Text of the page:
Essential resourcesLearners will require access to an aircraft engineering workshop environment suitably equipped with: major airframe assemblies a range of airframe structural components access to specialist manuals, manufacturers’ data, maintenance and other related documentation andinformation.Employer Engagement and Vocational ContextsLiaison with employers can help centres arrange on-site visits so that learners can observe first hand a rangeof construction and production techniques and view airframe component production, overhaul or repair.Much of the work for this unit can be set in the context of learners’ work placements or be based on casestudies of local employers. Further information on employer engagement is available from the organisationslisted below: Work Experience/Workplace learning frameworks – Centre for Education and Industry (CEI – Universityof Warwick) – www.warwick.ac.uk/wie/cei/Learning and Skills Network – www.vocationallearning.org.ukNetwork for Science, Technology, Engineering and Maths Network Ambassadors Scheme –www.stemnet.org.uk National Education and Business Partnership Network – www.nebpn.org Local, regional Business links – www.businesslink.gov.uk Work-based learning guidance – www.aimhighersw.ac.uk/wbl.htmIndicative reading for learnersTextbooksBaker A, Dutton S and Kelly D – Composite Materials for Aircraft Structures (American Institute of Aeronauticsand Astronautics, 2004) ISBN 9781563475405Crane D – Airframe Volume 1: Structures (Aviation Supplies and Academics, 2007) ISBN 9781560275480OtherAir Publications – 101 series of manuals and aircraft engineering publications (Military)ATA – 100 Series, specialist manuals and publications from the Joint Aviation Authority sanctioned by theEuropean Aviation Safety Agency (Civil)12Edexcel BTEC Level 3 Nationals specification in Engineering (Aircraft Maintenance)– Issue 2 – November 2011 Pearson Education Limited 2011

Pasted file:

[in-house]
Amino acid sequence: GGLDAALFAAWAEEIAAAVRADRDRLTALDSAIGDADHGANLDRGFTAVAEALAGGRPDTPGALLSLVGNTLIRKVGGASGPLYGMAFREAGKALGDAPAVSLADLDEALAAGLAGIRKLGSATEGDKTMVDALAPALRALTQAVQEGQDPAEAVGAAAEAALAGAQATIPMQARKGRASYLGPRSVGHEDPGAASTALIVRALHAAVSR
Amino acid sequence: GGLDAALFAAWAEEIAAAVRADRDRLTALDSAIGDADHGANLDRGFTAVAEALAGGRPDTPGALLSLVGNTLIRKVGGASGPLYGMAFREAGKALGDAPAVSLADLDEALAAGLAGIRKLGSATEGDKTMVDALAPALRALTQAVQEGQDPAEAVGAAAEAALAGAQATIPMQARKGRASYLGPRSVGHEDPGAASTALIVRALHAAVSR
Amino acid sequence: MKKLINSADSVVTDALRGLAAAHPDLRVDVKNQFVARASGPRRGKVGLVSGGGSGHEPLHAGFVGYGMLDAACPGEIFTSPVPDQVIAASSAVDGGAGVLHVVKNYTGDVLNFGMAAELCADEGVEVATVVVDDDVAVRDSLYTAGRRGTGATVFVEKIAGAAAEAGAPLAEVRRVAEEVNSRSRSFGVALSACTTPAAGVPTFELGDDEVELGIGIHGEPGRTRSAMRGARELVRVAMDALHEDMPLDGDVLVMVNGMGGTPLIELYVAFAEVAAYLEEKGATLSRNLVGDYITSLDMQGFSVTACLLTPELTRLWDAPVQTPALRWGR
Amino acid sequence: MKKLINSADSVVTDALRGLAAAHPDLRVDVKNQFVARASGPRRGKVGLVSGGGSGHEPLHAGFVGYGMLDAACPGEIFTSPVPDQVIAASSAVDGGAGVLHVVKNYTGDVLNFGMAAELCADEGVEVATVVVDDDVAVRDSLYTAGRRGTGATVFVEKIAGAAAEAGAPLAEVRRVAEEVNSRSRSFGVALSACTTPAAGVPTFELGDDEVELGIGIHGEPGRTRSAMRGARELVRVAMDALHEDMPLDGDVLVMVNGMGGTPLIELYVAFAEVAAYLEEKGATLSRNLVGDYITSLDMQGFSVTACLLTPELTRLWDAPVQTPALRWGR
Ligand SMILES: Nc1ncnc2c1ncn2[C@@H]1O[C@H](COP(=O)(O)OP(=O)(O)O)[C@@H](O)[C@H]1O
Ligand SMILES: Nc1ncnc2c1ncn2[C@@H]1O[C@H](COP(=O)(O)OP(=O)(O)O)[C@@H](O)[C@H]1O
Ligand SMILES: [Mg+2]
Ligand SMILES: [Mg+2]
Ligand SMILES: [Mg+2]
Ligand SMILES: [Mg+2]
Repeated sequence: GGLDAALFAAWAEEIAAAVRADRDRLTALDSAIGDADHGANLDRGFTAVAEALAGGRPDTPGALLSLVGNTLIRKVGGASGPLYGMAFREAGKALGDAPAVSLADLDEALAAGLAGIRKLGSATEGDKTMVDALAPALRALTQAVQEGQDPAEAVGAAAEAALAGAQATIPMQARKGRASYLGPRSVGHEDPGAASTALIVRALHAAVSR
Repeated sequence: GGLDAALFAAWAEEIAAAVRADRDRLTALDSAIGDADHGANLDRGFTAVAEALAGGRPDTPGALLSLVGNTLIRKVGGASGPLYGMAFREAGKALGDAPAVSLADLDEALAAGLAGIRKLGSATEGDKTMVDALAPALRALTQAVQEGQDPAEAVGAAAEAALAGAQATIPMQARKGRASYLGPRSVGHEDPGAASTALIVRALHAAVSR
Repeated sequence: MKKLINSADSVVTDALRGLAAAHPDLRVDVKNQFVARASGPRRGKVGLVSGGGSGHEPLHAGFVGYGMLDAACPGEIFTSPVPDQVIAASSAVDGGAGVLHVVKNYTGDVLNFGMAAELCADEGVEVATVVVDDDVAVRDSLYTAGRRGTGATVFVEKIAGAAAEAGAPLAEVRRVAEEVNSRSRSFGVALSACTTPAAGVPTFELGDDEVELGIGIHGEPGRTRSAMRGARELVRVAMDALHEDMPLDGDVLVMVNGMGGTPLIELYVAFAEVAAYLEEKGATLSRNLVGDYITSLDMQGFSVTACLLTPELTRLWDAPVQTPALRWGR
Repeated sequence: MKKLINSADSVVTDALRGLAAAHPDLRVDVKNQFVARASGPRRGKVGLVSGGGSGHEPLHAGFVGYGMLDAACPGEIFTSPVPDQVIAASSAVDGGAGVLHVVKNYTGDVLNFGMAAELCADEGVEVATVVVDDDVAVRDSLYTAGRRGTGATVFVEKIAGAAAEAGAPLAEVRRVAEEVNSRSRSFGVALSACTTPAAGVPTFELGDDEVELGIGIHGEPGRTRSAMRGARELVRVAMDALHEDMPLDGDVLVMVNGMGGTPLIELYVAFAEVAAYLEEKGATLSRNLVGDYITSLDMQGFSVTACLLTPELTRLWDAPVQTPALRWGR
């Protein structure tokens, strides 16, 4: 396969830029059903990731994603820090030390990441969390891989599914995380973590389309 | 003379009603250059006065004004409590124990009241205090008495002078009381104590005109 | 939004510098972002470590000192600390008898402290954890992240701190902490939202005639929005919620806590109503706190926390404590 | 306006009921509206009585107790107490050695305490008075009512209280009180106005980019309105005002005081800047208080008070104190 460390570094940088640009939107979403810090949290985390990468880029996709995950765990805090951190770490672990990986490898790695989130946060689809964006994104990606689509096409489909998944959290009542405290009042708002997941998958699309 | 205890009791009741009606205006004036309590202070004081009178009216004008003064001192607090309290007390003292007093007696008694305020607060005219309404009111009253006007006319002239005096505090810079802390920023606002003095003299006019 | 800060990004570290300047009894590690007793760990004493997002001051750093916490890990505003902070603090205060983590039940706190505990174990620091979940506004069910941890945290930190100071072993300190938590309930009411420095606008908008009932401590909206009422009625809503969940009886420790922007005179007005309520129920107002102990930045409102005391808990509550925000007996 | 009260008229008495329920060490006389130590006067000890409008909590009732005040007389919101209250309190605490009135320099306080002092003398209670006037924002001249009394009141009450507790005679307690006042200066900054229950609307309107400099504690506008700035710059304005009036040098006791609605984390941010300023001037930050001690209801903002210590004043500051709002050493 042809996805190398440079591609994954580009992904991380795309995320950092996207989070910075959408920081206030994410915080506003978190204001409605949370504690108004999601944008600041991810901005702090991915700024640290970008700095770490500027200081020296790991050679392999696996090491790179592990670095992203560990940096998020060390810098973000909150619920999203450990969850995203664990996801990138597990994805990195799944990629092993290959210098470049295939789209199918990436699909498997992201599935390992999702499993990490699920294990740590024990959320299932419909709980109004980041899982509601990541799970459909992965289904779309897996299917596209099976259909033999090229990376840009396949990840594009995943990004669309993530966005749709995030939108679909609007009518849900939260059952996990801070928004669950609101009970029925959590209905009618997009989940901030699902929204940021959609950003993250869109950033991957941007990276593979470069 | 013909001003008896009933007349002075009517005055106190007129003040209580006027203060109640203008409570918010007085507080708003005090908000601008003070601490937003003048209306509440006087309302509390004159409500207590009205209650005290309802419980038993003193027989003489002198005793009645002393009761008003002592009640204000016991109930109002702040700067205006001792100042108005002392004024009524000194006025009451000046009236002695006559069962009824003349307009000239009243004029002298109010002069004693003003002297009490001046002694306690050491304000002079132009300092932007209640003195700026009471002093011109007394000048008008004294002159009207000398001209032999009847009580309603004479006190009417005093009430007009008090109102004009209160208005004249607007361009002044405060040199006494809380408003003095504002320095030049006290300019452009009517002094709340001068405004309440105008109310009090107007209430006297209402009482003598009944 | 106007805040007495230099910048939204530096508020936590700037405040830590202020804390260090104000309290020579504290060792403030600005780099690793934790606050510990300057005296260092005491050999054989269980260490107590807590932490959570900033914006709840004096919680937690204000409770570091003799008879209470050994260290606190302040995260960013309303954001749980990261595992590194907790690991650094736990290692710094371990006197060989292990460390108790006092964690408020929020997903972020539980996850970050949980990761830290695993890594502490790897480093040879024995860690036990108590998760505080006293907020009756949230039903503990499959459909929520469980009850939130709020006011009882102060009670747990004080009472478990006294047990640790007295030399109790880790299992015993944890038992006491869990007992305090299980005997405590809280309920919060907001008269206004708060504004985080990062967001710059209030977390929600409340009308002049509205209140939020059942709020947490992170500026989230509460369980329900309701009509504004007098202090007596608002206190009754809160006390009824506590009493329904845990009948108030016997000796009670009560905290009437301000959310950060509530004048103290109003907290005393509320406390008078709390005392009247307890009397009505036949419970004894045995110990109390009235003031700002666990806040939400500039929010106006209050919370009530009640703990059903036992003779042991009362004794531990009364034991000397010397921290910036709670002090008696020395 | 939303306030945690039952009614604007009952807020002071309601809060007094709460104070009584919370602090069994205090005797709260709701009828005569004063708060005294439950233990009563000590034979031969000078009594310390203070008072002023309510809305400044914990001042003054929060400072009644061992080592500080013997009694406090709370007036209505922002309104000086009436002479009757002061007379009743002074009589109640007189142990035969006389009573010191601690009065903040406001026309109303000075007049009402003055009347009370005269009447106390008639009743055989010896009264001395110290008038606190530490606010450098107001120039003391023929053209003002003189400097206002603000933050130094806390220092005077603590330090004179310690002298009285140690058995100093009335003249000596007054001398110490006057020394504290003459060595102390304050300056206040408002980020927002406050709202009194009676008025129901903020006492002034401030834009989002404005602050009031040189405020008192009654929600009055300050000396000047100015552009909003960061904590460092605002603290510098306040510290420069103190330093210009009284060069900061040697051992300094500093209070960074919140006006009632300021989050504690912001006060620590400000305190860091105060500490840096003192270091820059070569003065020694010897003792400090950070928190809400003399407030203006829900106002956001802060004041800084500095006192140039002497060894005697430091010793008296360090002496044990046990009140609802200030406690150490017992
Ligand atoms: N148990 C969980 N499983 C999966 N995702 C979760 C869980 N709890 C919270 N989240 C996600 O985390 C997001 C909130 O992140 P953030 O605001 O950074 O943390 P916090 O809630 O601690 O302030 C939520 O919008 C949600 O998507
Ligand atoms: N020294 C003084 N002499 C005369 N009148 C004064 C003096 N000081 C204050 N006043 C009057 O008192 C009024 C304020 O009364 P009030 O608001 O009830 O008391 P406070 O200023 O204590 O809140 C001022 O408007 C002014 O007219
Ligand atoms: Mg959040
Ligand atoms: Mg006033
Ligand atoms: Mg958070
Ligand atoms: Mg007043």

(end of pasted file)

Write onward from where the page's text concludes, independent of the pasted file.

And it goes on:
Delivery of personal, learning and thinking skillsThe table below identifies the opportunities for personal, learning and thinking skills (PLTS) that have beenincluded within the pass assessment criteria of this unit.SkillWhen learners are Independent enquirersexploring issues from different perspectives when analysing the advantages anddisadvantages of using riveting and bonding to assemble airframe structuresanalysing information on the properties of different woods and fabrics and judgingits relevance and value.Although PLTS are identified within this unit as an inherent part of the assessment criteria, there are furtheropportunities to develop a range of PLTS through various approaches to teaching and learning.SkillWhen learners are Independent enquirersidentifying questions to answer and problems to resolve when researchingairframe loading, structural members and general structural concepts.Edexcel BTEC Level 3 Nationals specification in Engineering (Aircraft Maintenance)– Issue 2 – November 2011 Pearson Education Limited 201113

Functional Skills – Level 2SkillWhen learners are EnglishReading – compare, select, read andunderstand texts and use them to gatherinformation, ideas, arguments and opinionsresearching and investigating airframe structuresWriting – write documents, includingextende

to airframe fatigue damage limitation. When delivering the material concerned with construction methods in learning outcome 2, tutors should emphasise the modular nature of the construction of the whole airframe and how the major airframe components are assembled. Examples should al